# Reynolds averaged Navier-Stokes and Prandtl’s mixing length model

As an engineer, almost all of the flows that I have been analyzing have been turbulent in nature. In the real world, we have no choice but to dabble in the dark art of turbulence modelling. Despite the empiricism involved, my experience with Reynolds averaged Navier-Stokes (RANS) is that they do give pretty useful results that we can pass on with certain confidence to the next stage of the design process. Of course, when we run into more unique cases with bluff bodies and shear layers etc., we treat them with more caution. Today we will take a closer look at the basics of RANS.

**Derivation of RANS**

Let’s start with the incompressible Navier-Stokes equation using the notation for decomposition and :

On the second line we are using tensor notation with implicit summation over the index . Injecting the decomposition, and noting that averaging the fluctuating component brings it to zero (i.e. ), but not multiples of it (i.e. ). Also, averages of mean components is just the mean component:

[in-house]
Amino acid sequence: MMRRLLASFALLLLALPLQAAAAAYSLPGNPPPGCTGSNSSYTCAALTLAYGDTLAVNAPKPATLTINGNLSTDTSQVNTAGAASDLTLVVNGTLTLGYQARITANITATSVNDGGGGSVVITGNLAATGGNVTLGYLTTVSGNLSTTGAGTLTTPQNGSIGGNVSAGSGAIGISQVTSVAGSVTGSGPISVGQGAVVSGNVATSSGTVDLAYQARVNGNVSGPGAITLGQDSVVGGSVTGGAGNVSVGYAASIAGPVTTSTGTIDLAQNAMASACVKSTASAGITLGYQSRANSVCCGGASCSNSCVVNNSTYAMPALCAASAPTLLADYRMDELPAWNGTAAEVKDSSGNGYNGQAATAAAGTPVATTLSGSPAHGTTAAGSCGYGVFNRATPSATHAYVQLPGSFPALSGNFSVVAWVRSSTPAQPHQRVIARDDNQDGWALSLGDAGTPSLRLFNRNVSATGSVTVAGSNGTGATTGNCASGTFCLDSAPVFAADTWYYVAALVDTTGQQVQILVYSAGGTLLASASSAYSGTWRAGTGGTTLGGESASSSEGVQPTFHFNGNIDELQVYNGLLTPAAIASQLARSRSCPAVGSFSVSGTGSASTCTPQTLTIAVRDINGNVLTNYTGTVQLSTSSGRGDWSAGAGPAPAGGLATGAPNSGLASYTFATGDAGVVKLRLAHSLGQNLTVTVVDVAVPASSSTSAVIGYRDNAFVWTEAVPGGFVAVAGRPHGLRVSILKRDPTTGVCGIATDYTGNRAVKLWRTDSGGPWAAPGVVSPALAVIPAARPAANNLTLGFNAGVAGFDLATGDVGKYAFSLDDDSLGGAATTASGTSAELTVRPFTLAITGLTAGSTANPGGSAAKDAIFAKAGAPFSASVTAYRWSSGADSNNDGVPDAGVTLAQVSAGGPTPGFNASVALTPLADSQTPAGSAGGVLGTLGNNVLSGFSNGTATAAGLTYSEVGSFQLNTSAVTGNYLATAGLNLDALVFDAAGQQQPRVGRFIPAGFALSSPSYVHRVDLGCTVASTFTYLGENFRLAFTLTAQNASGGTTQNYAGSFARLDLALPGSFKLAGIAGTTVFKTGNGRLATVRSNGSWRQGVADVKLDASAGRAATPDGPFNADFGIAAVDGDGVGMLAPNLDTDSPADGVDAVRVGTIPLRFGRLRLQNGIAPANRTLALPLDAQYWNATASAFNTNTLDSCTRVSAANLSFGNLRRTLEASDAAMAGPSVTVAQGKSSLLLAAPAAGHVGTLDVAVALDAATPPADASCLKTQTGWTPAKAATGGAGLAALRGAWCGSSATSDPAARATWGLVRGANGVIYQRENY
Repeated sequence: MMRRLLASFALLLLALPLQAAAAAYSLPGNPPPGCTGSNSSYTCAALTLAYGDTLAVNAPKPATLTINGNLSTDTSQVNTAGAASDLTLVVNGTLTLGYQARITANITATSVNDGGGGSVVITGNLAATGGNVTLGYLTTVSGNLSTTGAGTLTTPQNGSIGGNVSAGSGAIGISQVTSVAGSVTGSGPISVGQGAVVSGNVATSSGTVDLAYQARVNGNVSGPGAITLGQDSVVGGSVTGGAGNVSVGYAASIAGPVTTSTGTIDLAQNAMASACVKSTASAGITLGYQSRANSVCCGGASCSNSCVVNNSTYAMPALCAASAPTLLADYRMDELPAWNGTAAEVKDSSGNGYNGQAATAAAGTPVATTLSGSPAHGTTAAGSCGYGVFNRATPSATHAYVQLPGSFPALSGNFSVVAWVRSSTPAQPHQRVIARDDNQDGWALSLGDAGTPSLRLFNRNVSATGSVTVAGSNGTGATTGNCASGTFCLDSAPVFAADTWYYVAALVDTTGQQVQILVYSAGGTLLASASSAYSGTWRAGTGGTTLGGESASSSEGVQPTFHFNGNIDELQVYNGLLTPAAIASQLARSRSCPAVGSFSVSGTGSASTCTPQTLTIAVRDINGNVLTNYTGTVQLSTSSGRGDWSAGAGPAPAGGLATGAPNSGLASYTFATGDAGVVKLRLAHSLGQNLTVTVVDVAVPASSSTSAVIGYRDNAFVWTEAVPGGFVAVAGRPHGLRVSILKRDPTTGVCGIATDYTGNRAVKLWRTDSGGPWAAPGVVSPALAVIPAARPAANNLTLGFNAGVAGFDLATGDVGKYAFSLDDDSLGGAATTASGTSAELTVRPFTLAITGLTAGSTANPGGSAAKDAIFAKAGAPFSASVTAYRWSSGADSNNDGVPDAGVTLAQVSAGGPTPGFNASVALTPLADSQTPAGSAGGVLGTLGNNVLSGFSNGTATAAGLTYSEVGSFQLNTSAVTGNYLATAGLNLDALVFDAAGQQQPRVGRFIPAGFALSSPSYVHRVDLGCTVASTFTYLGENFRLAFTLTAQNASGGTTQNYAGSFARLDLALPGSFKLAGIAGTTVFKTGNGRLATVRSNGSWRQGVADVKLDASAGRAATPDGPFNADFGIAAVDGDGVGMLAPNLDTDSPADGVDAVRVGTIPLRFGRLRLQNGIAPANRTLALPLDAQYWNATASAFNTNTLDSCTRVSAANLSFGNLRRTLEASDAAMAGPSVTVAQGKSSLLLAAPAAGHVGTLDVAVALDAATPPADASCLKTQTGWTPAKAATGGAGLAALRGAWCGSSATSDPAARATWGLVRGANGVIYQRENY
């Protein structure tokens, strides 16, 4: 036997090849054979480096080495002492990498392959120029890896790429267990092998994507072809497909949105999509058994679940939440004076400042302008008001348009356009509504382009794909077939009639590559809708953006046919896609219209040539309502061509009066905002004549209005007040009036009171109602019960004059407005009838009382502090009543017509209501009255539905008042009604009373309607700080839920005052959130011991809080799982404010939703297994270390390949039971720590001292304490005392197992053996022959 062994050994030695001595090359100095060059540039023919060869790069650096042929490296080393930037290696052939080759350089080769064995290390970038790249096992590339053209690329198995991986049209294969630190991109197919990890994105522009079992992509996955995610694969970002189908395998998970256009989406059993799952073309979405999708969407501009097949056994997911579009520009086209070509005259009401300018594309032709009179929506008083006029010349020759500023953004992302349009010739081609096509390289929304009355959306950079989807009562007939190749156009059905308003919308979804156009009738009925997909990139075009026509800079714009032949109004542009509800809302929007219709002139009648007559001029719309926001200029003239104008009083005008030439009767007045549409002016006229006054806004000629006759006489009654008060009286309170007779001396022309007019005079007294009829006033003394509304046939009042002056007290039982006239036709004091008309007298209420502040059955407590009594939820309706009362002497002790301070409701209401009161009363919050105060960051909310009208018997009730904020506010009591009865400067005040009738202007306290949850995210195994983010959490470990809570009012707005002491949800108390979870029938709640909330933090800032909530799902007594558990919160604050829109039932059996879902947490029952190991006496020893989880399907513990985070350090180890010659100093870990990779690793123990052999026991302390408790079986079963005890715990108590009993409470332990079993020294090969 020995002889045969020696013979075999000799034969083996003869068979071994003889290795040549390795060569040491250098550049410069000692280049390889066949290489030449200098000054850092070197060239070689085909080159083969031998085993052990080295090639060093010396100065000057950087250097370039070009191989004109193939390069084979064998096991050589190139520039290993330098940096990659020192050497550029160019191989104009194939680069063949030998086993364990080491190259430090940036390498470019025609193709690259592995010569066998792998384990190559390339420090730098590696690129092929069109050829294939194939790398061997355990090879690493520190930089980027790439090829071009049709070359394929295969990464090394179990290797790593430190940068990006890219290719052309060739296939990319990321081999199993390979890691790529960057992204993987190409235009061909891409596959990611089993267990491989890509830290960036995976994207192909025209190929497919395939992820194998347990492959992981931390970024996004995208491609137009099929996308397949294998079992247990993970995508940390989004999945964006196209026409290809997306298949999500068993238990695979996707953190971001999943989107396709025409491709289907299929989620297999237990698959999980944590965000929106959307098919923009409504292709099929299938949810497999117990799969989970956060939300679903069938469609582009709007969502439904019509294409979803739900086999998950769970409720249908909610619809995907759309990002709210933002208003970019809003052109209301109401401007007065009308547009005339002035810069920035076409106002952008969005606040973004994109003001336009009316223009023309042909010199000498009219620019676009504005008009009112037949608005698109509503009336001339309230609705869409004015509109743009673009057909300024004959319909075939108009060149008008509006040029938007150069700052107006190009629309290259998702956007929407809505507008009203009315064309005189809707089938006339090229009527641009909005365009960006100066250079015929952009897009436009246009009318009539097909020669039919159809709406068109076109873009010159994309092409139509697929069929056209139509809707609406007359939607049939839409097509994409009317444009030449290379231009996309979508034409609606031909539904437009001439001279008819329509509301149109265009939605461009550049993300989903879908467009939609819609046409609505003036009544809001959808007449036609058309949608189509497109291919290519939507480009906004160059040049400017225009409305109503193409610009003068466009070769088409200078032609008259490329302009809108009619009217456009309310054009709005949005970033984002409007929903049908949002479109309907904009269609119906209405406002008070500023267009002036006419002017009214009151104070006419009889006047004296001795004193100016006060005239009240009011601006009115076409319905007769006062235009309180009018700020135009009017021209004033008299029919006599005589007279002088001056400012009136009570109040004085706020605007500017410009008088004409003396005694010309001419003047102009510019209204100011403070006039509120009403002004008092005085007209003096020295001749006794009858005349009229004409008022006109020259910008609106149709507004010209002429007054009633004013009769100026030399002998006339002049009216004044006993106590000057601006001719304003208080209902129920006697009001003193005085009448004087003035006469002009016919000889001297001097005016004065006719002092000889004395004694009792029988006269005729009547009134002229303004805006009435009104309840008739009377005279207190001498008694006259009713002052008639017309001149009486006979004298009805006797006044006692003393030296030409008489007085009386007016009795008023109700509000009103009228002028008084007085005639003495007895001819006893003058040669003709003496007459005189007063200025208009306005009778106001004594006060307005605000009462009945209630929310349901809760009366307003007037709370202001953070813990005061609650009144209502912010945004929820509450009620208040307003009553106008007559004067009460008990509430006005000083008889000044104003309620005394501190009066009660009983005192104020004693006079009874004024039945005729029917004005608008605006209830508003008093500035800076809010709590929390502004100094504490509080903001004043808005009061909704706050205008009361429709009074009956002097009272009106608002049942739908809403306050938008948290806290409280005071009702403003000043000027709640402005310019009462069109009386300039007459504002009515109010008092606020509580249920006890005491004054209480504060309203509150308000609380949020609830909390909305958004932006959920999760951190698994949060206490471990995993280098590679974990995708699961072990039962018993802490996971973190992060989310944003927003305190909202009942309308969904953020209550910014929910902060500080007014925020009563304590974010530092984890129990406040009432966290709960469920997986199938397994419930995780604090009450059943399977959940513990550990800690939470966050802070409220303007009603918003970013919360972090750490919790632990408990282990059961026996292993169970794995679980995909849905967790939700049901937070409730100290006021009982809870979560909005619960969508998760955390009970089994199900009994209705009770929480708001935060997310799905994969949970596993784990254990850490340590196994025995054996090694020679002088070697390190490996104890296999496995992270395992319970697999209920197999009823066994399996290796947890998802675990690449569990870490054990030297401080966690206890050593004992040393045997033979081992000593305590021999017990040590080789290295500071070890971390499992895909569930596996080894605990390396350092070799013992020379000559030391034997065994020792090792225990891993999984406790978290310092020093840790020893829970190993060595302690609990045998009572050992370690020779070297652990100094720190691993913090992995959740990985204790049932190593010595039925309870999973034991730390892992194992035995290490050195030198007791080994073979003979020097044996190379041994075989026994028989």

Applying the chain rule and continuity equation for the term in angular brackets,

We arrive at the familiar form of RANS:

The last term on the right is the Reynolds stress term. It is a well known problem where there is no known solution for these terms. There are many suggestions to close the equations, however.

**Mixing length model**

One of the earlier method is the mixing length model introduced by none other than Prandtl. He postulated that there is a certain length where a fluid parcel will keep its characteristics before mixing with the surrounding fluid. Another way to see it is to imagine a particle in the x-y plane moving around randomly, but within a circle of certain radius. The particle keeps it’s averaged characteristics constant at all times. Linearizing the averaged velocity about where the particle is, we see that to keep its averaged velocity constant, the fluctuation in velocity is equal to:

Where is the mixing length. This is more easily understood by visualizing the particle: